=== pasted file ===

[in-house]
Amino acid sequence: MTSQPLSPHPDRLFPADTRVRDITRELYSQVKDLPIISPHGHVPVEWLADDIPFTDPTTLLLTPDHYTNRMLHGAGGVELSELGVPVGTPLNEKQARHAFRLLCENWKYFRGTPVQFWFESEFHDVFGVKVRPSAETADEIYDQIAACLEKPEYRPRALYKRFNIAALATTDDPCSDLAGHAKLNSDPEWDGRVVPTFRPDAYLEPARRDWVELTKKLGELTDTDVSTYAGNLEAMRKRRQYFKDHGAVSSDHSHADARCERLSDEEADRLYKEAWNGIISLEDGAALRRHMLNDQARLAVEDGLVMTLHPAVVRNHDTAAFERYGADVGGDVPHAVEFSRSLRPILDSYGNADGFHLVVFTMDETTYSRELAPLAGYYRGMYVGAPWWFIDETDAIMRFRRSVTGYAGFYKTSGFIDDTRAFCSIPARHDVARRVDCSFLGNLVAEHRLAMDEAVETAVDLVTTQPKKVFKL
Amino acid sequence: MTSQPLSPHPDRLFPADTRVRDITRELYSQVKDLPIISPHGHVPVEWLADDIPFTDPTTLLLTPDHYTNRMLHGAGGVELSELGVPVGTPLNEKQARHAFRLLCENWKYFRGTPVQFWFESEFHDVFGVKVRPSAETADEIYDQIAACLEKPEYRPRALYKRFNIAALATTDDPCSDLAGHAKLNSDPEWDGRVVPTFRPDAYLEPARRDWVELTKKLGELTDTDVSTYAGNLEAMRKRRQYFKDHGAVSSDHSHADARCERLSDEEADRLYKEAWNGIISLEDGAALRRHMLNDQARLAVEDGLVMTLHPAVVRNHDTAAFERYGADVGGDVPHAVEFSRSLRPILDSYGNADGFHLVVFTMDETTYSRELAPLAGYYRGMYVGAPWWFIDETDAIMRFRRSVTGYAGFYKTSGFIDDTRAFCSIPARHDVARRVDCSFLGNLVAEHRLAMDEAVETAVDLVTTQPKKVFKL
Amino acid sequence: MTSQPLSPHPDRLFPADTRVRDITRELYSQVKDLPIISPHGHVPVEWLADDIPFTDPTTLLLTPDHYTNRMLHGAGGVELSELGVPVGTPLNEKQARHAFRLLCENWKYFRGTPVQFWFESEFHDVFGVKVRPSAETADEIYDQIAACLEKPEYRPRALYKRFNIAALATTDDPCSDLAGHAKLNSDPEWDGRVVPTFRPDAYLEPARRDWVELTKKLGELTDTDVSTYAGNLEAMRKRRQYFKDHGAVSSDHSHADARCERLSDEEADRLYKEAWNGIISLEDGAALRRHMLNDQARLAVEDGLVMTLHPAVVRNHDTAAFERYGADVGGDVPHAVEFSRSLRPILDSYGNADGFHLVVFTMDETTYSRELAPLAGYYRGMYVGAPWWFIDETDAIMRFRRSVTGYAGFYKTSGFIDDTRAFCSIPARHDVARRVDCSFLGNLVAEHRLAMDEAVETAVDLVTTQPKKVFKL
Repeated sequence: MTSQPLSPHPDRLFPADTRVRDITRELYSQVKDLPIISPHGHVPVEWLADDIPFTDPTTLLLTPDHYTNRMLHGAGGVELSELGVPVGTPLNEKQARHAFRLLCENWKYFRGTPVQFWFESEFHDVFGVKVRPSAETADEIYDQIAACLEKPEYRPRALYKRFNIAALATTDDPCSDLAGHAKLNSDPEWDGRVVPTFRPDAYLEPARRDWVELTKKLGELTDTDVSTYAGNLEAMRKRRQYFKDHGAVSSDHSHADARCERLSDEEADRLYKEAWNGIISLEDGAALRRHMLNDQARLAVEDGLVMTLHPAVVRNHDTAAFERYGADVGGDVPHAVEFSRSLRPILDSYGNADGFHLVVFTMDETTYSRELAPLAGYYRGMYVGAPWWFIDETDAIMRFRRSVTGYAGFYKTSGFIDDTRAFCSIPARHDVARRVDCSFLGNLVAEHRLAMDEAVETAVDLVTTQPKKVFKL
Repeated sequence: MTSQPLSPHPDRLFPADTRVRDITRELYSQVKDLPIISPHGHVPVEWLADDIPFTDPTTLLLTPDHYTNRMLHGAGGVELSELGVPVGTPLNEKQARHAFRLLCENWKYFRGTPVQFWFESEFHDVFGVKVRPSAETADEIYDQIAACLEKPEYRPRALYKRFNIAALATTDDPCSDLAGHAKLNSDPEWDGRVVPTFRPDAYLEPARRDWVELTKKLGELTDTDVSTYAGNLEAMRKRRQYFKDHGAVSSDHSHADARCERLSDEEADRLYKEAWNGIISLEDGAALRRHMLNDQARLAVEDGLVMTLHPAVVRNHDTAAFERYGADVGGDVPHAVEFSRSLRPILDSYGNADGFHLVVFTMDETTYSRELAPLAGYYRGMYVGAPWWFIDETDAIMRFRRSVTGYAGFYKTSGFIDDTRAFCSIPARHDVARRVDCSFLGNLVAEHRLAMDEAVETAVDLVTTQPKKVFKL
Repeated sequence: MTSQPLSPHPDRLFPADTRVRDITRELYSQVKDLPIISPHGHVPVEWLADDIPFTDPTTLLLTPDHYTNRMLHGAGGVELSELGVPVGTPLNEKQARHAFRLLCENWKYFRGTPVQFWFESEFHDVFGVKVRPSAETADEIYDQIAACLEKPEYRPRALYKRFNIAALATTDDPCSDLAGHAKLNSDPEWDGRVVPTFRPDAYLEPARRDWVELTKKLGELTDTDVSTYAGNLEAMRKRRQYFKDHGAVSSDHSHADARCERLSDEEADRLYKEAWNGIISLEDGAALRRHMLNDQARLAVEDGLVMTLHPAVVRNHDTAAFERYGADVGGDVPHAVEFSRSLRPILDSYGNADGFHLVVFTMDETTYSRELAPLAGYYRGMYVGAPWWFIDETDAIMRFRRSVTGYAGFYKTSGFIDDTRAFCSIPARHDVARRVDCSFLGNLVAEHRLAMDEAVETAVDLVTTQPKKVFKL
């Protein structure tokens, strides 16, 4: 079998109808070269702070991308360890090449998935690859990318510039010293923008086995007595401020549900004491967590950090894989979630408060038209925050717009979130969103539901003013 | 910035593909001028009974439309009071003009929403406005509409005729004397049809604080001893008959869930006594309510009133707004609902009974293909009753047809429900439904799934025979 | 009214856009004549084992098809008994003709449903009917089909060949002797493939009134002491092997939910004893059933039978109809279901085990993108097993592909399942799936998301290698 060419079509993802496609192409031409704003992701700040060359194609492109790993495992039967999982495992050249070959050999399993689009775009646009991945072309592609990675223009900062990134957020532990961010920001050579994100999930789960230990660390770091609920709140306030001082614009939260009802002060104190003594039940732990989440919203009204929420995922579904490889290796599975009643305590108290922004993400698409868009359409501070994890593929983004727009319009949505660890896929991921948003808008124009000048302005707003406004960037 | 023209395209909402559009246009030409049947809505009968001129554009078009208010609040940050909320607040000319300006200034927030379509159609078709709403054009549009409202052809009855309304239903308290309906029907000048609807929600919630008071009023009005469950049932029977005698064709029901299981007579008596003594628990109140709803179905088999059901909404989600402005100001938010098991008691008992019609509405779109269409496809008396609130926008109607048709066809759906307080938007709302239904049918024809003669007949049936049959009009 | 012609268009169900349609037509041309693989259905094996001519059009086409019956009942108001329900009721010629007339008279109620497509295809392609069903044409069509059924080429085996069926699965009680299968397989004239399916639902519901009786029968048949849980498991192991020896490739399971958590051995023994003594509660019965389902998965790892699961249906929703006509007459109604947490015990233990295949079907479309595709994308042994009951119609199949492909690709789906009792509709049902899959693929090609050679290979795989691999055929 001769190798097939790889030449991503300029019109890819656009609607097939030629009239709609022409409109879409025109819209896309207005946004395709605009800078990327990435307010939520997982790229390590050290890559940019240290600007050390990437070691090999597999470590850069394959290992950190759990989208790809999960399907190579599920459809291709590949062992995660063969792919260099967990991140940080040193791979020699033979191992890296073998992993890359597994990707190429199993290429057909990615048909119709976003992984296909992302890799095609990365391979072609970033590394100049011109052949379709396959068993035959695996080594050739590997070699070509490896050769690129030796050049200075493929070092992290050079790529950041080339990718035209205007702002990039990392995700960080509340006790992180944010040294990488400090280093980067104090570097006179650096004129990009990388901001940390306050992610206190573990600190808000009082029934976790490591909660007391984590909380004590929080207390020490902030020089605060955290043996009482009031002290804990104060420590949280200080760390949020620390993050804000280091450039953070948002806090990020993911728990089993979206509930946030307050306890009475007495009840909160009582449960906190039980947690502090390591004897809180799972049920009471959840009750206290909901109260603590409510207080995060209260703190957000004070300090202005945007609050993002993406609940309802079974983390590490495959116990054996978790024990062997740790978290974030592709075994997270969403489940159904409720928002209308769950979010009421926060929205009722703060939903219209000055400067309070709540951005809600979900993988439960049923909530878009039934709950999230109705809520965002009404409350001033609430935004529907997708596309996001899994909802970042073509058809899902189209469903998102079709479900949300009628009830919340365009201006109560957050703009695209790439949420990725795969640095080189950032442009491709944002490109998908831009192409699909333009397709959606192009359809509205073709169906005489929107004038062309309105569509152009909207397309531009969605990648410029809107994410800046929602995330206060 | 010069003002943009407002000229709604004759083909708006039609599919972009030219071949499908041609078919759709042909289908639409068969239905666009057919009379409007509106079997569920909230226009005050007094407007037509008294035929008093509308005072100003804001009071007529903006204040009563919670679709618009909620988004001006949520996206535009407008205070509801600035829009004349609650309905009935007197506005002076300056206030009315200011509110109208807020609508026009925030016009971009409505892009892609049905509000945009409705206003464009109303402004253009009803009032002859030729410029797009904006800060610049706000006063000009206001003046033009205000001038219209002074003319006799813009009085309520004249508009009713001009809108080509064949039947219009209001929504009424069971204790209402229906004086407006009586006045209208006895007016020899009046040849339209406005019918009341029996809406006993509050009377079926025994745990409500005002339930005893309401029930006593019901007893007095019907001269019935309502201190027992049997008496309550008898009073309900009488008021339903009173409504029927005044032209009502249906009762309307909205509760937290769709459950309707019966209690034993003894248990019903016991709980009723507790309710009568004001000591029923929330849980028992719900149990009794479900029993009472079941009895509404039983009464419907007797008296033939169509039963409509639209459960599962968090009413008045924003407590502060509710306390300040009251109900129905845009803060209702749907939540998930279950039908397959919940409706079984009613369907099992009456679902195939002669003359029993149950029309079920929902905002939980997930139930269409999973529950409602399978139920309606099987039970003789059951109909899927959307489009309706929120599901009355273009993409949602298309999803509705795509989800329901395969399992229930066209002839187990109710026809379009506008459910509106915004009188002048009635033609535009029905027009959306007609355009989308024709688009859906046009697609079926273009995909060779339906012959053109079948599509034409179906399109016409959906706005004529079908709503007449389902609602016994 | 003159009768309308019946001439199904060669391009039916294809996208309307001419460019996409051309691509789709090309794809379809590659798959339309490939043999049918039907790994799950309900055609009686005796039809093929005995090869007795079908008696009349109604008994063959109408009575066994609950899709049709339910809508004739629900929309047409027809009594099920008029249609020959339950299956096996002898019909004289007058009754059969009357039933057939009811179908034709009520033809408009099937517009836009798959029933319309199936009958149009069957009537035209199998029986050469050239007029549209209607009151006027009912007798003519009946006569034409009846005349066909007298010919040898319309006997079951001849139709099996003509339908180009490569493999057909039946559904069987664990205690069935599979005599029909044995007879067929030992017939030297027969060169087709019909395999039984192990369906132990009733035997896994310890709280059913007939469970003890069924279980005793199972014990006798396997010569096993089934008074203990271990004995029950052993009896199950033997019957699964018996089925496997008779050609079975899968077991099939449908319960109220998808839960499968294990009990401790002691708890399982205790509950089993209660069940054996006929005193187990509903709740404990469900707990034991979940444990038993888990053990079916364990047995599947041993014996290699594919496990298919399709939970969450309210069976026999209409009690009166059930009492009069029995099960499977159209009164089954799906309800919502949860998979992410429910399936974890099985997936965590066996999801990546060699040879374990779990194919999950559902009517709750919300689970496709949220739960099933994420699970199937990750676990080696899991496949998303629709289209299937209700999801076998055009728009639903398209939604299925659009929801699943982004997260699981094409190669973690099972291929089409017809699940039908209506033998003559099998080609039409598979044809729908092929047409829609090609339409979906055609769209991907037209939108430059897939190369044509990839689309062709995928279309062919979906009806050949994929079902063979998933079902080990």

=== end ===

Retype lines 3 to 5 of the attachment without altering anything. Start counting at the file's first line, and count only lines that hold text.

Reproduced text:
Amino acid sequence: MTSQPLSPHPDRLFPADTRVRDITRELYSQVKDLPIISPHGHVPVEWLADDIPFTDPTTLLLTPDHYTNRMLHGAGGVELSELGVPVGTPLNEKQARHAFRLLCENWKYFRGTPVQFWFESEFHDVFGVKVRPSAETADEIYDQIAACLEKPEYRPRALYKRFNIAALATTDDPCSDLAGHAKLNSDPEWDGRVVPTFRPDAYLEPARRDWVELTKKLGELTDTDVSTYAGNLEAMRKRRQYFKDHGAVSSDHSHADARCERLSDEEADRLYKEAWNGIISLEDGAALRRHMLNDQARLAVEDGLVMTLHPAVVRNHDTAAFERYGADVGGDVPHAVEFSRSLRPILDSYGNADGFHLVVFTMDETTYSRELAPLAGYYRGMYVGAPWWFIDETDAIMRFRRSVTGYAGFYKTSGFIDDTRAFCSIPARHDVARRVDCSFLGNLVAEHRLAMDEAVETAVDLVTTQPKKVFKL
Amino acid sequence: MTSQPLSPHPDRLFPADTRVRDITRELYSQVKDLPIISPHGHVPVEWLADDIPFTDPTTLLLTPDHYTNRMLHGAGGVELSELGVPVGTPLNEKQARHAFRLLCENWKYFRGTPVQFWFESEFHDVFGVKVRPSAETADEIYDQIAACLEKPEYRPRALYKRFNIAALATTDDPCSDLAGHAKLNSDPEWDGRVVPTFRPDAYLEPARRDWVELTKKLGELTDTDVSTYAGNLEAMRKRRQYFKDHGAVSSDHSHADARCERLSDEEADRLYKEAWNGIISLEDGAALRRHMLNDQARLAVEDGLVMTLHPAVVRNHDTAAFERYGADVGGDVPHAVEFSRSLRPILDSYGNADGFHLVVFTMDETTYSRELAPLAGYYRGMYVGAPWWFIDETDAIMRFRRSVTGYAGFYKTSGFIDDTRAFCSIPARHDVARRVDCSFLGNLVAEHRLAMDEAVETAVDLVTTQPKKVFKL
Repeated sequence: MTSQPLSPHPDRLFPADTRVRDITRELYSQVKDLPIISPHGHVPVEWLADDIPFTDPTTLLLTPDHYTNRMLHGAGGVELSELGVPVGTPLNEKQARHAFRLLCENWKYFRGTPVQFWFESEFHDVFGVKVRPSAETADEIYDQIAACLEKPEYRPRALYKRFNIAALATTDDPCSDLAGHAKLNSDPEWDGRVVPTFRPDAYLEPARRDWVELTKKLGELTDTDVSTYAGNLEAMRKRRQYFKDHGAVSSDHSHADARCERLSDEEADRLYKEAWNGIISLEDGAALRRHMLNDQARLAVEDGLVMTLHPAVVRNHDTAAFERYGADVGGDVPHAVEFSRSLRPILDSYGNADGFHLVVFTMDETTYSRELAPLAGYYRGMYVGAPWWFIDETDAIMRFRRSVTGYAGFYKTSGFIDDTRAFCSIPARHDVARRVDCSFLGNLVAEHRLAMDEAVETAVDLVTTQPKKVFKL